A contractor who offered asbestos removal services in the Kingston, Greater Toronto, Barrie and Hamilton areas has been found guilty of failing to comply with the required health and safety measures and procedures for asbestos removal work. Daniel Lane of Bolton, Ontario, who operated a business under the name HomeSeal, was sentenced yesterday to 30 days in jail and fined $45,000 in Brockville court.
On two separate dates in August 2014, Daniel Lane, along with at least one worker he hired, attended a residential home in Gananoque to remove asbestos-containing insulation from the 1,500-square-foot attic. The work area was not separated and sealed off from the rest of the home while the removal was being done with a large vacuum system, and no decontamination facilities were in place to prevent the spread of dust.
The work area was not identified with any signs warning of an asbestos dust hazard, no protective clothing was worn by Lane and the worker, who wore only jeans and t-shirts, and containers for the dust and waste were not dust tight or identified as asbestos waste. Respirators worn by Lane and the worker were not fit-tested and they were not trained on their use.
In addition, the Ministry of Labour had not been notified about the asbestos removal work, which is required under the regulation governing asbestos removal. Lane also did not have a copy of the Occupational Health and Safety Act posted in the workplace as required, nor was there a written health and safety policy for the workplace.
The homeowner had been told by Lane that the asbestos removal work was being done in accordance with the Ministry of Labour regulation, and that Lane was certified to perform this work; neither of these were true. Further, Lane had not completed the required training for asbestos work. The homeowner was present in the home along with two other individuals during part of the removal.
A Ministry of Labour investigation was carried out jointly with Ontario’s Ministry of the Environment and Climate Change, along with the Kingston Police Force when two separate incidents of illegal dumping were reported to the Kingston police. Investigators found 13 large vacuum bags, each measuring five to six feet in length and weighing several hundred pounds that had been dumped on private property. These bags were full of asbestos-containing insulation, were not properly sealed, and had no markings to warn the public about the contents.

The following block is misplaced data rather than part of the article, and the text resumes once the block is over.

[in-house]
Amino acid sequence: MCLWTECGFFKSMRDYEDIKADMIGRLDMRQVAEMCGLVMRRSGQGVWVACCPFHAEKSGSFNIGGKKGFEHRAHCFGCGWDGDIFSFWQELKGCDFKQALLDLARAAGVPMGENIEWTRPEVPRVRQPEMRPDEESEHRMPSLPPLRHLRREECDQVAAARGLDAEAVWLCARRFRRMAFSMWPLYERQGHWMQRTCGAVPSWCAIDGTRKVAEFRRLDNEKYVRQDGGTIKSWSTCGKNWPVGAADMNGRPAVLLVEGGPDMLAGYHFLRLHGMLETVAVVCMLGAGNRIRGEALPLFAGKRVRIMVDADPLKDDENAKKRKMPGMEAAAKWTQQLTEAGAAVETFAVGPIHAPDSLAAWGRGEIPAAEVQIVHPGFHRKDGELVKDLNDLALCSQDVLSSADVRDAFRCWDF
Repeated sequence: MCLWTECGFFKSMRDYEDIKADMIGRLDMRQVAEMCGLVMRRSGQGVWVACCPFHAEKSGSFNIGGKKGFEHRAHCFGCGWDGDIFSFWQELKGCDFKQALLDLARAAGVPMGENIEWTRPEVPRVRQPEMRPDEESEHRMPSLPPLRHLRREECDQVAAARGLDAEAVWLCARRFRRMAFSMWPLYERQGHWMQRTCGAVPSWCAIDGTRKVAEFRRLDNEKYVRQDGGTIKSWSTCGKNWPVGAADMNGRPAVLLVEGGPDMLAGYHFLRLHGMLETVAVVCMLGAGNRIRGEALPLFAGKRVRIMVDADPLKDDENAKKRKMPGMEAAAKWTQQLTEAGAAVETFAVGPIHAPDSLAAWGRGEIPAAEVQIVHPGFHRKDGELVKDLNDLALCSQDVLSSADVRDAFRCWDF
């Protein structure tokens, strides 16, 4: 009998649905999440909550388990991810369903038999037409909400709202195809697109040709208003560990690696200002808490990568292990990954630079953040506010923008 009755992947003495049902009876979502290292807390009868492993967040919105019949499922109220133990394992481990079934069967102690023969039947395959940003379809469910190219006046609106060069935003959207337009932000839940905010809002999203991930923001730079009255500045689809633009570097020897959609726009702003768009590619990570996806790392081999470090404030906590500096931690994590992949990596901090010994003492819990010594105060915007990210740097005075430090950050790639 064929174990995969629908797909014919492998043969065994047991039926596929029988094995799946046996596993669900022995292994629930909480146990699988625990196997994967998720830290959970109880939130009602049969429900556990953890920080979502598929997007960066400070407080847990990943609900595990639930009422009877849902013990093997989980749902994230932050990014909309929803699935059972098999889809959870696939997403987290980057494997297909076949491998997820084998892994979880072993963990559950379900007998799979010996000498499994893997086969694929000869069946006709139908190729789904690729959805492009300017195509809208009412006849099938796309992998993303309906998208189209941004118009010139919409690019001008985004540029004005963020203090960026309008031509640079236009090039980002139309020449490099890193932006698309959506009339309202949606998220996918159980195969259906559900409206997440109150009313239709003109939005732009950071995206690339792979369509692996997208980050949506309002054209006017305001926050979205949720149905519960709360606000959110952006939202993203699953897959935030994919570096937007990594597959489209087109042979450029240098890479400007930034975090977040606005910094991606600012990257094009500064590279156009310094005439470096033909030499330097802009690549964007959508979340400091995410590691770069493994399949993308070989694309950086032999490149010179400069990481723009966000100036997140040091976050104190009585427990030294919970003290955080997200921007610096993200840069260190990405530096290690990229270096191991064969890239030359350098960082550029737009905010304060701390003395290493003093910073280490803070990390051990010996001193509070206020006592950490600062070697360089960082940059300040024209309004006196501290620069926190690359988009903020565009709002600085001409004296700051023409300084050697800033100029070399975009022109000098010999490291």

After a trial, the court convicted Daniel Lane on all nine counts under the Occupational Health and Safety Act and the Asbestos Regulation, Ontario Regulation 278/05. In imposing the convictions on January 14, 2016, Justice of the Peace John Doran found this was a case of clear deceit and misrepresentation by Lane to the homeowner, and that Lane had shown a total disregard not only for the health and safety of his workers but also for the public.
His Worship Doran imposed a 30-day jail sentence and $45,000 in fines against Lane.
In addition to the fine, the court imposed a 25-per-cent victim fine surcharge as required by the Provincial Offences Act. The surcharge is credited to a special provincial government fund to assist victims of crime.
Manning Environmental Law is a Canadian law firm based in Toronto, Ontario. Our practice is focussed on environmental law, energy law and aboriginal law.
Paul Manning is a certified specialist in environmental law. He has been named as one of Canada’s leading Environmental Lawyers by Who’s Who Legal: Canada and ranked by Lexpert as one of Canada’s Leading Energy Lawyers.
As always, these posts are provided only as a general guide and are not legal advice. If you do have any issue that requires legal advice please get in touch. Our contact details can be found here